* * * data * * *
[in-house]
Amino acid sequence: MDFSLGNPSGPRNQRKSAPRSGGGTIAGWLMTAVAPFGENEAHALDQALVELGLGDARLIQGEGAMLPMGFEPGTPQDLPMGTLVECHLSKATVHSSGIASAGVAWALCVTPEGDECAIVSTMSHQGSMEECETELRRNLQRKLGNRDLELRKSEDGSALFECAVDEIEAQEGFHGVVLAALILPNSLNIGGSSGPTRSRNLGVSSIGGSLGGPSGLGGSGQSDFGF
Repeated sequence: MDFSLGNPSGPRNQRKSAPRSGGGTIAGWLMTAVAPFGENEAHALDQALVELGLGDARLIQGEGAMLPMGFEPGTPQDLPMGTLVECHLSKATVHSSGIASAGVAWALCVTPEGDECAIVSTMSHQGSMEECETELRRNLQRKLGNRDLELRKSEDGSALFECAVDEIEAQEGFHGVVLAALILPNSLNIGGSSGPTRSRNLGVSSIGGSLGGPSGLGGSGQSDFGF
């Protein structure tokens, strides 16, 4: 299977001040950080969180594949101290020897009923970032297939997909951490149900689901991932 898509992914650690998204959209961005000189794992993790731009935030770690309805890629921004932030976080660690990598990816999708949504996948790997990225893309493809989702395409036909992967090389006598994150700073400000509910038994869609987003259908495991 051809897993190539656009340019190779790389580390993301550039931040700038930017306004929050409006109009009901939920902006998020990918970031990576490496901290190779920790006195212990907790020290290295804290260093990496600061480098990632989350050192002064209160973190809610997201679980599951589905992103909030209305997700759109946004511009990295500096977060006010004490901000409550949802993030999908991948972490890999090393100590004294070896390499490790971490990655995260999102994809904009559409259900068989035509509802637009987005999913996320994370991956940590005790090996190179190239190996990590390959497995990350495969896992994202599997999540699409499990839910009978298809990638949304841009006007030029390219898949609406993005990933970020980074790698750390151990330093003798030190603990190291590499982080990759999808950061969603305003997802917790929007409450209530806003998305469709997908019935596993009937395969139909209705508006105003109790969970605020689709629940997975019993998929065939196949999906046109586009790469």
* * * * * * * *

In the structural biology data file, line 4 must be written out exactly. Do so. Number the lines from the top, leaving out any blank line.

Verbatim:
């Protein structure tokens, strides 16, 4: 299977001040950080969180594949101290020897009923970032297939997909951490149900689901991932 898509992914650690998204959209961005000189794992993790731009935030770690309805890629921004932030976080660690990598990816999708949504996948790997990225893309493809989702395409036909992967090389006598994150700073400000509910038994869609987003259908495991 051809897993190539656009340019190779790389580390993301550039931040700038930017306004929050409006109009009901939920902006998020990918970031990576490496901290190779920790006195212990907790020290290295804290260093990496600061480098990632989350050192002064209160973190809610997201679980599951589905992103909030209305997700759109946004511009990295500096977060006010004490901000409550949802993030999908991948972490890999090393100590004294070896390499490790971490990655995260999102994809904009559409259900068989035509509802637009987005999913996320994370991956940590005790090996190179190239190996990590390959497995990350495969896992994202599997999540699409499990839910009978298809990638949304841009006007030029390219898949609406993005990933970020980074790698750390151990330093003798030190603990190291590499982080990759999808950061969603305003997802917790929007409450209530806003998305469709997908019935596993009937395969139909209705508006105003109790969970605020689709629940997975019993998929065939196949999906046109586009790469």